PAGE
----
look at these guys waving their paws and doing hops and jives. the video promotes hyundai's acquisition of the robotics company. guess how much one costs? >> how much? >> $75,000. >> yeah. i won't be getting one. a lot of cities are getting them. i think they can be used by police departments. i don't know why we call them robot dogs. dogs don't have snake heads. it's a nightmare machine. >> weird. >> they can dance. >> apparently the routine had to be incredibly precisely programmed. >> it's pretty remarkable. >> amazing. it's amazing. >> freaky. >> thanks. ahead, our jericka duncan again on her conversation with bill cosby. stay with that needs to change. so, i did something. i created a black business accelerator at amazon. and now we have a program that's dedicated to making tomorrow a better day for black businesses. ♪ ♪ i am tiffany. and this is just the beginning.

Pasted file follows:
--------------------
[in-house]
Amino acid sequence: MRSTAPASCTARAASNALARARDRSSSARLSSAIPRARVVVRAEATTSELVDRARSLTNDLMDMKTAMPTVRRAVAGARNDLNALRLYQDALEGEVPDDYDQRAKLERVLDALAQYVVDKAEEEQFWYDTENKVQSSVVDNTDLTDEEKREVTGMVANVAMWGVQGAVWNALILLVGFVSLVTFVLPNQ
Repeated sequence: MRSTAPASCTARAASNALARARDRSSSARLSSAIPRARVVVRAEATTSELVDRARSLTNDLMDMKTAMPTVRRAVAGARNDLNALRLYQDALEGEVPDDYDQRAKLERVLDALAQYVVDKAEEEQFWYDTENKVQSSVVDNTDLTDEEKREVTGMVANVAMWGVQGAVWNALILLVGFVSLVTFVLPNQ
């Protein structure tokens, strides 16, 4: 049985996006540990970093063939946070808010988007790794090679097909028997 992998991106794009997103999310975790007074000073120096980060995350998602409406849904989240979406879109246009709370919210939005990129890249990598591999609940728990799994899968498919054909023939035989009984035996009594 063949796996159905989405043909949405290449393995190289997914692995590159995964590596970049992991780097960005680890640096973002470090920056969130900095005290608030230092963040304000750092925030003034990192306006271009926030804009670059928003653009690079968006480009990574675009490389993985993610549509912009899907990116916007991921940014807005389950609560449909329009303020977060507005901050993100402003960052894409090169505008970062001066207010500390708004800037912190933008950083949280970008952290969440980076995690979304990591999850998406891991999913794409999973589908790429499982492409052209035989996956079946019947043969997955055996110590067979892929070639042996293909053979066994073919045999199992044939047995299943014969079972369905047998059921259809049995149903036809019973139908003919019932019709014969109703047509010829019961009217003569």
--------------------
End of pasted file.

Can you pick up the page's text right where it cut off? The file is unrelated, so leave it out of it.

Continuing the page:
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this is a kpix 5 news morning update good morning,; 56 i am michelle griego. san francisco zoo the ferry service relaunch this morning with cheaper fares for the first time since the pandemic. discounts range from seven to 20% off the cost of the previous affairs depending on the route. oakland zoo mayor stutte to unveil updates to the current oakland undivided initiative, the coal is expanding access to a computer, internet and tech support for all oh u.s.d. students. a for monroe and crew that took off from san francisco with the goal of reaching